Introduction to Agile Software Development


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An introductory presentation by Justin Petite explaining the benefits of an Agile approach to software development.

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Introduction to Agile Software Development

  1. 1. 1© Life Cycle Engineering 2014© Life Cycle Engineering 2014 Agile Lunch and Learn Series Introduction to Agility
  2. 2. 2© Life Cycle Engineering 2014 • 4+ years adapting and applying Agile and Scrum to SPAWAR projects • Scrum Alliance Certified Scrum Master (CSM) • Scrum Alliance Certified Scrum Professional (CSP) • PMI – Agile Certified Practitioner (PMI-ACP) @JustinPetite JUSTIN PETITE
  3. 3. 3© Life Cycle Engineering 2014 Agile. We need to be Agile. Why are we not doing Agile?
  4. 4. 4© Life Cycle Engineering 2014 AGILE An iterative and incremental (evolutionary) approach to software development which is performed in a highly collaborative manner by self-organizing teams within an effective governance framework with “just enough” ceremony that produces high quality software in a cost effective and timely manner which meets the changing needs of its stakeholders. Scott Ambler
  5. 5. 5© Life Cycle Engineering 2014 WHY AGILITY • Need to more effectively respond to change – Organizational needs – Market demands – Threats and opportunities • Manage evolutionary change to culture, products, and processes • Frequently and incrementally deliver value to reach a desired goal or outcome
  6. 6. 6© Life Cycle Engineering 2014 AGILITY Agility is the ability to both create and respond to change in order to profit in a turbulent business environment Agility is the ability to balance flexibility and stability Jim Highsmith Agile Project Management (2nd Edition, 2010)
  7. 7. 7© Life Cycle Engineering 2014 BENEFITS • Greater responsiveness • Measured increase in productivity • Lower costs • Managed risk through greater visibility • Increased customer satisfaction • Better overall quality • Improved team morale
  8. 8. 8© Life Cycle Engineering 2014 AGILITY
  9. 9. 9© Life Cycle Engineering 2014 MANIFESTO FOR AGILE SOFTWARE DEVELOPMENT We are uncovering better ways of developing software by doing it and helping others do it. Through this work we have come to value: Individuals and interactions over processes and tools Working software over comprehensive documentation Customer collaboration over contract negotiation Responding to change over following a plan That is, while there is value in the items on the right, we value the items on the left more.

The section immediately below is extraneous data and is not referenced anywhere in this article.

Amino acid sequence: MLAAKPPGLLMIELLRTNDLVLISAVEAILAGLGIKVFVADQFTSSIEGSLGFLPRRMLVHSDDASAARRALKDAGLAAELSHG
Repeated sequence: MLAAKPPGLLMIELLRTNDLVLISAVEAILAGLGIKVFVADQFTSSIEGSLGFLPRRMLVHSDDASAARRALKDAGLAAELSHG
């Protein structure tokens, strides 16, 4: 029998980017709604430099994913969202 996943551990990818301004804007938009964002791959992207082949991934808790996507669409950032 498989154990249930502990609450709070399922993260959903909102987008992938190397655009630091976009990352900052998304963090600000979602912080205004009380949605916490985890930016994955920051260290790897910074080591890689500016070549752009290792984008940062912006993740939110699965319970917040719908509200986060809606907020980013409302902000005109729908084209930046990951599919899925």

10. 10. 10© Life Cycle Engineering 2014 AGILE PRINCIPLES 1. Our highest priority is to satisfy the customer through early and continuous delivery of valuable software. 2. Welcome changing requirements, even late in development. Agile processes harness change for the customer's competitive advantage. 3. Deliver working software frequently, from a couple of weeks to a couple of months, with a preference to the shorter timescale. 4. Business people and developers must work together daily throughout the project. 5. Build projects around motivated individuals. Give them the environment and support they need, and trust them to get the job done. 6. The most efficient and effective method of conveying information to and within a development team is face-to-face conversation.
  11. 11. 11© Life Cycle Engineering 2014 AGILE PRINCIPLES 7. Working software is the primary measure of progress. 8. Agile processes promote sustainable development. The sponsors, developers, and users should be able to maintain a constant pace indefinitely. 9. Continuous attention to technical excellence and good design enhances agility. 10. Simplicity—the art of maximizing the amount of work not done—is essential. 11. The best architectures, requirements, and designs emerge from self- organizing teams. 12. At regular intervals, the team reflects on how to become more effective, then tunes and adjusts its behavior accordingly
  12. 12. 12© Life Cycle Engineering 2014 AGILE PRACTICES
  13. 13. 13© Life Cycle Engineering 2014 Accredited to Michael Sahota & Olaf Lewitz
  14. 14. 14© Life Cycle Engineering 2014 ETHOS Plan-driven Focus on documenting & predicting outcomes Lauds deadlines & output Longer product cycle time Change is hard Value-driven Focus on understanding & executing priorities Lauds priorities & throughput Shorter product cycle time Embraces change Traditional Agile
  15. 15. 15© Life Cycle Engineering 2014 ETHOS
  16. 16. 16© Life Cycle Engineering 2014 Value (Releasable Product) Quality (Reliable, Adaptable Product) Constraints (Scope, Cost, Schedule) AGILE TRIANGLE Jim Highsmith
  17. 17. 17© Life Cycle Engineering 2014 DO’S AND DON’TS Agile methods do: • Position us to be more responsive to changing priorities • Allow better predictability of output for the foreseeable time horizon • Improve accountability • Make priorities and risk calculations more transparent